Having a parentless child cling to her side, calling her “mama,” may have elicited some tears from senior public relations major Bailey Starnes, but it also made her third trip to Moldova well worth it. She has spent part of her Christmas break each yearsharing Christ with orphans and putting a warm pair of boots on each of their feet. When Starnes originally sought out missions opportunities three years ago, she intended to go to Haiti. After a lot of prayer, she instead found herself in the Eastern European country, far from where she thought she’d end up, and she has returned ever since. “I keep going back because I can never stop thinking about the ministry I’ve been a part of there. Mostly, for three years, I haven’t been able to stop thinking about the sweet orphans in Moldova,” she said. Starnes and her team visited several orphanages a day, placing shoes on each of their feet. They would then gather everyone together, where a translator would help them tell the children about God’s love for them. She said that not only is the Boot Mission important for providing a physical need for the kids, but it also “shows the orphans of Moldova that someone cares about them, and, further, that there is hope found in the Lord.” Freshman education major Kevin Orr traveled alongside Starnes for the first time this Christmas break.Before looking at the list of places to serve through GoNow Missions, he had never heard of the country, but soon started seeing things about it everywhere. “I then began getting a passion for Moldova, and it was the only place I could see myself going,” Orr said. At each orphanage the team visited, children gathered to hear about Christ and were asked to pray silently to receive him in their hearts. “At the first few, I wondered if they even understood with the language barrier and doubted that many kids even became believers,” Orr said. However, at one orphanage, the speaker forgot to say to pray silently, and he heard the sound of small voices echoing the translator as they prayed the prayer of salvation. “It showed the power God has to bring people to Him even with the language barrier,” Orr said. Far from the freezing temperatures of Moldova, senior nursing major Ben Baecker served during the break in Beira, Mozambique. Friends of his returned from Beira after starting the nonprofit Little Changes International, and they urged Baecker to go. During his time there, he did a multitude of tasks, such as working in an OB clinic, visiting orphanages, shadowing a doctor and hanging...

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Men’s basketball enjoys wins during holidays
Jan08

Men’s basketball enjoys wins during holidays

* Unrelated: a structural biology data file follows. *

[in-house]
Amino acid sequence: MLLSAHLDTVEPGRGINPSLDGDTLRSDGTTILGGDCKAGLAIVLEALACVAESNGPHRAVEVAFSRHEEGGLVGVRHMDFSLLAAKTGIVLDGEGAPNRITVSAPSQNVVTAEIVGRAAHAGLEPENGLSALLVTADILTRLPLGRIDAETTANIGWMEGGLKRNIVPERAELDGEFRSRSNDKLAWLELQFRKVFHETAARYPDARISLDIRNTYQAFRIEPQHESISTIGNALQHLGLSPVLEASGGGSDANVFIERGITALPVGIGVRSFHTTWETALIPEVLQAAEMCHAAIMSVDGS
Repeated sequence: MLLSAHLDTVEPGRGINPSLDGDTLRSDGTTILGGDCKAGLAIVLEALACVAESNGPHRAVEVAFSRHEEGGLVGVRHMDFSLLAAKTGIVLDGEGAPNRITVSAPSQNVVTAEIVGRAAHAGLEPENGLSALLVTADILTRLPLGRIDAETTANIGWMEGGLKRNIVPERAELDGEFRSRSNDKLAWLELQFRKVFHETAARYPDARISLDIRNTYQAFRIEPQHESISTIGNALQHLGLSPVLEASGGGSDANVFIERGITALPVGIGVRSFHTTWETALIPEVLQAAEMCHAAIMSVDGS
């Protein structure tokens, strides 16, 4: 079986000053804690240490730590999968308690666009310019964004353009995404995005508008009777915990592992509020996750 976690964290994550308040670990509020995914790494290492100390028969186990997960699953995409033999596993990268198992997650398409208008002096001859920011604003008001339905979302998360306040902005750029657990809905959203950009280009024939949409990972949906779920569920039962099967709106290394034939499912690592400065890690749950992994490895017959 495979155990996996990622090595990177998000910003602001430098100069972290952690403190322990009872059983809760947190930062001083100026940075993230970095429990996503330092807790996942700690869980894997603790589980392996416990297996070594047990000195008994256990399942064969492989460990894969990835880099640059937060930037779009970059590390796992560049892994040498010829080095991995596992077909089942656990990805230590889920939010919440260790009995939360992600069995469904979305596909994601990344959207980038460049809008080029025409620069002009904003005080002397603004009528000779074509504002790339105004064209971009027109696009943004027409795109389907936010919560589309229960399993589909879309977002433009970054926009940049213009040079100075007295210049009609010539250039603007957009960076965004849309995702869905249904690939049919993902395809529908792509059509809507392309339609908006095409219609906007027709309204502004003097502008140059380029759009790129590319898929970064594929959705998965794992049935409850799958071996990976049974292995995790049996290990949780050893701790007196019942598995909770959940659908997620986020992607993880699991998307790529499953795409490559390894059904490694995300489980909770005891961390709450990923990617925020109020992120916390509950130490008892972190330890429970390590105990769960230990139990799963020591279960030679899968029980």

The fall semester has come and gone, and students are returning to campus ready to start the spring semester after a nice long break in December. However, while most students were enjoying the break, the Cru basketball teams continued their seasons, and the men went undefeated during the month of December. The team maintained an eight-game win streak, which gave an 8-2 record at the end of the month. Although asking these students to commit so much of their time over the Christmas holidays may seem challenging, men’s basketball answered that call big time. “Basketball student-athletes is the only group that the sport spans the two (spring and fall) long academic semesters,” men’s basketball Head Coach Ken DeWeese said. “They are on campus practicing, playing or traveling to play through Thanksgiving and Christmas holidays. It’s just the way it is. Some athletes and some teams handle it better than others.” Their season also has an extended amount of time in both semesters, making staying for the break between an even greater show of dedication by these student athletes. “It is hard playing through both semesters because you have to fi nd time in order to do school work and get through practices,” senior computer information systems major Brian Todd said. “You’re also missing class for road games during both semesters instead of just one.” Having such a long season and always playing well is quite a challenge, but it is one that these student athletes tackle every year. Keeping their goals in sight is a key to their motivation during holiday play. “Staying focused is what keeps us able to maintain a high level of play,” Todd said. “Game day is game day. The focus on that day is to get prepared to do what we have to do to win.” The Cru played stellar basketball through the holiday season despite only having a small break for Christmas. DeWeese said that good practices with a good learning environment helped the Cru maintain a high level during the semester break. “It’s pretty challenging playing through December because everyone is at home on Christmas break, but we are still playing,” junior business management major James Allen said. “Coach just keeps us focused during practice and games.” The eight-game win streak began before players had their abbreviated Christmas holiday, so when they returned to the season, maintaining that momentum was no easy task. “This year coming back from that break, we had one of our best practices,” Todd said. “I believe everyone enjoyed their break but also realized what we had to do and where we left off when we came back...